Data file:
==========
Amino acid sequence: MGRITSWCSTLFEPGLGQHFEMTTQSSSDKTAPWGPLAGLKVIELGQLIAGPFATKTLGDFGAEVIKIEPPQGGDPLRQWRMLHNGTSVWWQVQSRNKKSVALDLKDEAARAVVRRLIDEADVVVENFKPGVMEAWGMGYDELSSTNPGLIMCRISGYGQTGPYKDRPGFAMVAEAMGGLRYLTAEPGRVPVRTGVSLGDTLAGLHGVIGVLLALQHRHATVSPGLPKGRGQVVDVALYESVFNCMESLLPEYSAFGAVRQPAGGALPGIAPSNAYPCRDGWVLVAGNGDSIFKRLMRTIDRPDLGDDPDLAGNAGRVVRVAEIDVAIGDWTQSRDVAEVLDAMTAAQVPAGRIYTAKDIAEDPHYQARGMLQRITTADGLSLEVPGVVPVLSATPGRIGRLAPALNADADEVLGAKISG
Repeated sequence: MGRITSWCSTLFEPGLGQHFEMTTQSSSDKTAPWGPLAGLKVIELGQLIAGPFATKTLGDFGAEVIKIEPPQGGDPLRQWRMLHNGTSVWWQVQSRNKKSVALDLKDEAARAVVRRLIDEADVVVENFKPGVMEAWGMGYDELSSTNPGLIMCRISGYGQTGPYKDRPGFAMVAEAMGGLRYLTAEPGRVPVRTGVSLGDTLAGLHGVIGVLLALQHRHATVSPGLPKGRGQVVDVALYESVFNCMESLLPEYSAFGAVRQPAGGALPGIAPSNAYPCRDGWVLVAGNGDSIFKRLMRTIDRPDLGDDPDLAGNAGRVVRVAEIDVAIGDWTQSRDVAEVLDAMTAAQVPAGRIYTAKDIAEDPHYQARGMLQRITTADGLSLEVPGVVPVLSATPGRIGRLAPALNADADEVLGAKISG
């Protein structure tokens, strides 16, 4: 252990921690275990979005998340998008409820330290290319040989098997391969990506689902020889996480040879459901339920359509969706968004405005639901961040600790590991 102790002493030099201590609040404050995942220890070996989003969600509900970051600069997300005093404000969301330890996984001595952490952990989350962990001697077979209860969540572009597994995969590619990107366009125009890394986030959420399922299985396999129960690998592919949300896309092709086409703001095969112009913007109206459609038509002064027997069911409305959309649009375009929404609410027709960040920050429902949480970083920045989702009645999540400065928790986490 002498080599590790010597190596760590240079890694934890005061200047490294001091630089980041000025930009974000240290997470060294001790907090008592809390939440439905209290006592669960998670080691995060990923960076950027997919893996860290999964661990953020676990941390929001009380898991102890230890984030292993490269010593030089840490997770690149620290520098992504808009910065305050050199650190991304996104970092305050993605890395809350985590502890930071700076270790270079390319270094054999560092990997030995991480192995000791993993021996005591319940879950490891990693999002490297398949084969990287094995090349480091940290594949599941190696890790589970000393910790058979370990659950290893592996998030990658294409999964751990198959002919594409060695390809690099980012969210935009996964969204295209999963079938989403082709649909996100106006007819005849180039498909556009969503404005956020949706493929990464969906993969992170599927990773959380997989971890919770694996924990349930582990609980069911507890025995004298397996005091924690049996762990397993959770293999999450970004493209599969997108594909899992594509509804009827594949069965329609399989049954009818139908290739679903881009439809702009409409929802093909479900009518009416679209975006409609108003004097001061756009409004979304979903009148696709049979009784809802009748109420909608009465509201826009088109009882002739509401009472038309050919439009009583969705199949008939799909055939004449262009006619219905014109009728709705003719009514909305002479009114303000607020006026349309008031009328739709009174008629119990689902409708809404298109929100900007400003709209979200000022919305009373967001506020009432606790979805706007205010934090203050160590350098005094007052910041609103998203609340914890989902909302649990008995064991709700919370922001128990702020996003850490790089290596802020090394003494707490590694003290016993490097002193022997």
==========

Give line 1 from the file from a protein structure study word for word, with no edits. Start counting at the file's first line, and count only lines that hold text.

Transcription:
Amino acid sequence: MGRITSWCSTLFEPGLGQHFEMTTQSSSDKTAPWGPLAGLKVIELGQLIAGPFATKTLGDFGAEVIKIEPPQGGDPLRQWRMLHNGTSVWWQVQSRNKKSVALDLKDEAARAVVRRLIDEADVVVENFKPGVMEAWGMGYDELSSTNPGLIMCRISGYGQTGPYKDRPGFAMVAEAMGGLRYLTAEPGRVPVRTGVSLGDTLAGLHGVIGVLLALQHRHATVSPGLPKGRGQVVDVALYESVFNCMESLLPEYSAFGAVRQPAGGALPGIAPSNAYPCRDGWVLVAGNGDSIFKRLMRTIDRPDLGDDPDLAGNAGRVVRVAEIDVAIGDWTQSRDVAEVLDAMTAAQVPAGRIYTAKDIAEDPHYQARGMLQRITTADGLSLEVPGVVPVLSATPGRIGRLAPALNADADEVLGAKISG